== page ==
Napolitano backs E-Verify
DHS secretary says online worker eligibility program is an important tool for employers
Homeland Security Secretary Janet Napolitano said she is a big supporter of E-Verify, the Web-based system employers can use to check that newly hired employees are legally eligible to work.
The system lets employers compare information provided by new employees against records in the Social Security Administration’s database and the Homeland Security Department’s immigration databases. DHS runs the program in partnership with SSA.
During a speech at the Aspen Institute in Washington on June 3, Napolitano said the system is a way for employers to make sure they haven’t hired unauthorized workers in violation of immigration laws.
“We'll be asking the Congress as part of our ongoing efforts in the immigration field to reauthorize E-Verify to put more money into E-Verify as part of our budget, by the way,” she said. “Because I think that if we're going to crack down on employers, we also on the safe side ought to have mechanisms to make it easier for them to comply with the law.”
Critics of E-Verify say errors in government databases can cause an unacceptable rate of incorrect results. In general, the system is voluntary and free for employers, but a controversial executive order by former President George W. Bush would have required about 168,000 federal contractors to begin using E-Verify in January.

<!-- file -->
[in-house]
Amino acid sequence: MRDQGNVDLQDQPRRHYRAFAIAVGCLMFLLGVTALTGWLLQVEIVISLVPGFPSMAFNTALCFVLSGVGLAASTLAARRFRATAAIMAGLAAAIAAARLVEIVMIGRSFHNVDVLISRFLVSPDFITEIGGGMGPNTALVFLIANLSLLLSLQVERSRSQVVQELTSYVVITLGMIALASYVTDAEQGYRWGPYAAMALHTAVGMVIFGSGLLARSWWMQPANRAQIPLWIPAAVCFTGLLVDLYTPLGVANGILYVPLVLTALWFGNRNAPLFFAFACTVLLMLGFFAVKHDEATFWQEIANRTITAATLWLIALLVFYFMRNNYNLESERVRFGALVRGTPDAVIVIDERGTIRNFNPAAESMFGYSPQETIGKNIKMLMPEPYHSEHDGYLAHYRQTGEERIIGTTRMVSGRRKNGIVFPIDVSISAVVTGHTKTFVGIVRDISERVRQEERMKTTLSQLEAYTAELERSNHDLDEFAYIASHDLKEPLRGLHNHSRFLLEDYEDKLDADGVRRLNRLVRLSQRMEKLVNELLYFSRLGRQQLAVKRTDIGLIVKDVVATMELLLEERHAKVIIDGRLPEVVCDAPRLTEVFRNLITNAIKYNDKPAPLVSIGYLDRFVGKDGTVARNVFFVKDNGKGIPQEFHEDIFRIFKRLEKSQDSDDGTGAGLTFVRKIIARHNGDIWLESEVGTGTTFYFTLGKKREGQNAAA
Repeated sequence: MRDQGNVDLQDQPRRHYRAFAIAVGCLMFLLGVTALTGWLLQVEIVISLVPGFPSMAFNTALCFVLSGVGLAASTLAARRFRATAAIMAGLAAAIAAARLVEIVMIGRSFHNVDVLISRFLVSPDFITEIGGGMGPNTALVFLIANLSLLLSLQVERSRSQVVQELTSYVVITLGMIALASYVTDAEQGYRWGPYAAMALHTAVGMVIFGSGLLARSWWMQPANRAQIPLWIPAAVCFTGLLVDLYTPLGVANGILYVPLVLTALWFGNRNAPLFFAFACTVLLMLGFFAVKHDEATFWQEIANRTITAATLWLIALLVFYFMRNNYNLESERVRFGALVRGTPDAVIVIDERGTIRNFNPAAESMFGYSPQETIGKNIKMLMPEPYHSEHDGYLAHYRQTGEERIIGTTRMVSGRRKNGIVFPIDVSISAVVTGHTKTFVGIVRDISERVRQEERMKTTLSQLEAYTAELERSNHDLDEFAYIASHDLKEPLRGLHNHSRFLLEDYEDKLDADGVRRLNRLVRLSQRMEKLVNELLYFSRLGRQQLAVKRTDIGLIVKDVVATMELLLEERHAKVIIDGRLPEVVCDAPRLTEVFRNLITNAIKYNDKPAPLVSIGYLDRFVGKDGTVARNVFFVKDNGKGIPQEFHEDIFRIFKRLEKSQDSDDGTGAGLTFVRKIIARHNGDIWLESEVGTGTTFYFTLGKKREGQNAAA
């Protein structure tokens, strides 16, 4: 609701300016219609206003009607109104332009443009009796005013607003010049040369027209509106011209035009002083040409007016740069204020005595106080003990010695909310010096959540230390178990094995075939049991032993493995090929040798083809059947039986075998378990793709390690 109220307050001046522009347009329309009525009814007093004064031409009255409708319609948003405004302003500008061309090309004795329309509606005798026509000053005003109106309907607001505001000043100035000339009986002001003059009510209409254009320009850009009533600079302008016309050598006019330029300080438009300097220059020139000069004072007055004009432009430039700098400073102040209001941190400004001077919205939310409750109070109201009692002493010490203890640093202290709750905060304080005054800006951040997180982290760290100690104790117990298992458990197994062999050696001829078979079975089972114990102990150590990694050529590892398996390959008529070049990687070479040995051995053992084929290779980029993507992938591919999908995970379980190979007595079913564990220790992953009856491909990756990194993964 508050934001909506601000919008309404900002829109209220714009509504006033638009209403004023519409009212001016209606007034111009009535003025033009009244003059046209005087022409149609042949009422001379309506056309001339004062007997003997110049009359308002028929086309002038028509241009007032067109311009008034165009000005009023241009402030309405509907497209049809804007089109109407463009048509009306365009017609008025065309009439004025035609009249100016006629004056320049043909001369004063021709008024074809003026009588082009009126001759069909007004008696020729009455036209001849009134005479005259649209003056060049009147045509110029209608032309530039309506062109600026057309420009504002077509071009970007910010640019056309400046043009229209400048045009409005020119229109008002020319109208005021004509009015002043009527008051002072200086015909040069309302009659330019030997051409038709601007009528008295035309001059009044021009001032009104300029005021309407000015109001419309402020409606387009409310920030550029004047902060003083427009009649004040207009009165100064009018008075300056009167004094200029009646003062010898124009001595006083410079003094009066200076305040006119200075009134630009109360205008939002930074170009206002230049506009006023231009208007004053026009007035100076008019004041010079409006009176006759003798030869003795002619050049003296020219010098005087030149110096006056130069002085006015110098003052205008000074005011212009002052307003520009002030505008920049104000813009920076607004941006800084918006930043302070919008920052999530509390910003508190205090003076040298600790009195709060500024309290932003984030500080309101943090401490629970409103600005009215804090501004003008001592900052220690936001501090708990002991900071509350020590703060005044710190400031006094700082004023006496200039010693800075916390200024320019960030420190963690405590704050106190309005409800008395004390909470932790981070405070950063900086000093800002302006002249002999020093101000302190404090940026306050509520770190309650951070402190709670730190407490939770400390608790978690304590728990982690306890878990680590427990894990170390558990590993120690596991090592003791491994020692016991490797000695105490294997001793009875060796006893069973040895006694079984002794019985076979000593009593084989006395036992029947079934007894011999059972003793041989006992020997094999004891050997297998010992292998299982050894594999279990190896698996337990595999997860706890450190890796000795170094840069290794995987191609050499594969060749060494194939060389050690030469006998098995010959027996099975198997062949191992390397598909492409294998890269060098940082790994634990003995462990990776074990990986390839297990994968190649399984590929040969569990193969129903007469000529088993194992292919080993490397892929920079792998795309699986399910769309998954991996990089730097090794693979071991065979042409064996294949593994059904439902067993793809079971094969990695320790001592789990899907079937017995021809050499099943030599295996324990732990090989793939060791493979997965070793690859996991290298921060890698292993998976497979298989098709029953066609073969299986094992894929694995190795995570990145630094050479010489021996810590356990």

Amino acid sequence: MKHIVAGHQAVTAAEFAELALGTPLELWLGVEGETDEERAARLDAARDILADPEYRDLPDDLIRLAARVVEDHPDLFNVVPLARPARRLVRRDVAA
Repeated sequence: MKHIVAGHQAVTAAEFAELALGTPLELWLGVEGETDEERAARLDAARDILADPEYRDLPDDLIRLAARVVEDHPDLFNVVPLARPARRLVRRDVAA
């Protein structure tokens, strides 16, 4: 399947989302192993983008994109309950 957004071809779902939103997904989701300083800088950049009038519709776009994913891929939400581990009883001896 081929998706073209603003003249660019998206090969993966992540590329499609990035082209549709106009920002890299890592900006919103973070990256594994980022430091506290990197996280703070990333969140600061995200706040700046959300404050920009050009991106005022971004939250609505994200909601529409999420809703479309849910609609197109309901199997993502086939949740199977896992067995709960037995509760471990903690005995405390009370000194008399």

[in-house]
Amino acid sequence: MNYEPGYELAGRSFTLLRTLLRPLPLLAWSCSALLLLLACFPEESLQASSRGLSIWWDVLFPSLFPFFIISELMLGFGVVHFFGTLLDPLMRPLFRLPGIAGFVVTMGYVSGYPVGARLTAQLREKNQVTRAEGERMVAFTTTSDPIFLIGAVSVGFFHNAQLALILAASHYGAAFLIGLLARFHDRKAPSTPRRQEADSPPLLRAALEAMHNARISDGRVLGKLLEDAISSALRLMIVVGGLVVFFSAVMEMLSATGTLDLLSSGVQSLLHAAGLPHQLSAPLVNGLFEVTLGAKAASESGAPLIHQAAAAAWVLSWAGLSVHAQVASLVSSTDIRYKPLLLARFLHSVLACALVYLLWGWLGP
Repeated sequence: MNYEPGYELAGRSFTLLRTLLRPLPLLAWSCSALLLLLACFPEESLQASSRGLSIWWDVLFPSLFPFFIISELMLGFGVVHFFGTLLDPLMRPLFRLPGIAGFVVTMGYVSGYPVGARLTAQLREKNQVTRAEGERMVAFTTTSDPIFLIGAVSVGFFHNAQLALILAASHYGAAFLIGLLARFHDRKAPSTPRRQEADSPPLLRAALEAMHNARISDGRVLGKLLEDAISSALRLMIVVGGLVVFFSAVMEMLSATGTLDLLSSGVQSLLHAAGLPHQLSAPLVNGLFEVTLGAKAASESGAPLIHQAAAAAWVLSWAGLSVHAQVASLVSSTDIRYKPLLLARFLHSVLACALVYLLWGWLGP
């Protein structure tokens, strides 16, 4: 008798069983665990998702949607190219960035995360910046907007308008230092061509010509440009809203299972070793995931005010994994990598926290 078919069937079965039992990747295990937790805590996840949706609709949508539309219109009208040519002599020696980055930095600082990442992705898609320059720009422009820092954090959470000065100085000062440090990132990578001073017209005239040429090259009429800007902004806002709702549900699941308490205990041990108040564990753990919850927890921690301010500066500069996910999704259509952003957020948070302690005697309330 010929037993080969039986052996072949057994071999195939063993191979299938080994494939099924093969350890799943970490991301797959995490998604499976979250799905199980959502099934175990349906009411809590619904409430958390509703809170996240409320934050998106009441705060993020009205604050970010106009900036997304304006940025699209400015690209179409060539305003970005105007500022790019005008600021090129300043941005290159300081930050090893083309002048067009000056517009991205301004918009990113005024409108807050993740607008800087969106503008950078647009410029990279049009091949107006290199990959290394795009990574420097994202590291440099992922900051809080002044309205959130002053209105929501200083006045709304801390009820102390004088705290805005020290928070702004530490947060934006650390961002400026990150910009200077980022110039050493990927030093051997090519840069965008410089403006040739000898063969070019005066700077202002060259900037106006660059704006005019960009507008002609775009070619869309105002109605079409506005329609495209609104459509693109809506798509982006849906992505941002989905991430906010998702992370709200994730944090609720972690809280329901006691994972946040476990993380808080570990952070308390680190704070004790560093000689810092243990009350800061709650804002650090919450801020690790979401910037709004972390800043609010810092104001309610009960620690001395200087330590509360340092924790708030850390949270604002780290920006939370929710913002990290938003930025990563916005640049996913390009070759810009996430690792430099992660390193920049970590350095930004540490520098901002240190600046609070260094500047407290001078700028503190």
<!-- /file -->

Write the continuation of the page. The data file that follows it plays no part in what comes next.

The Obama administration has delayed that requirement four times, and the date for implementing it is now set for Sept. 8. The U.S. Chamber of Commerce has filed a lawsuit challenging the requirement, and the case is pending in the U.S. District Court for the District of Maryland.
In prepared remarks to the Senate Judiciary Committee in May, Napolitano said E-Verify’s accuracy was continually improving, and more than 122,000 employers use the system.
She defended the system's accuracy by explaining its statistics this way: The most recent surveys found that 96.1 percent of cases queried through the system automatically authorized the employees for work, and 3.9 percent showed a mismatch or a tentative non-confirmation. Also, only 0.4 percent of the total number of candidates had successfully contested an adverse initial decision about their eligibility, while the other 3.5 percent remained ineligible.
Ben Bain is a reporter for Federal Computer Week.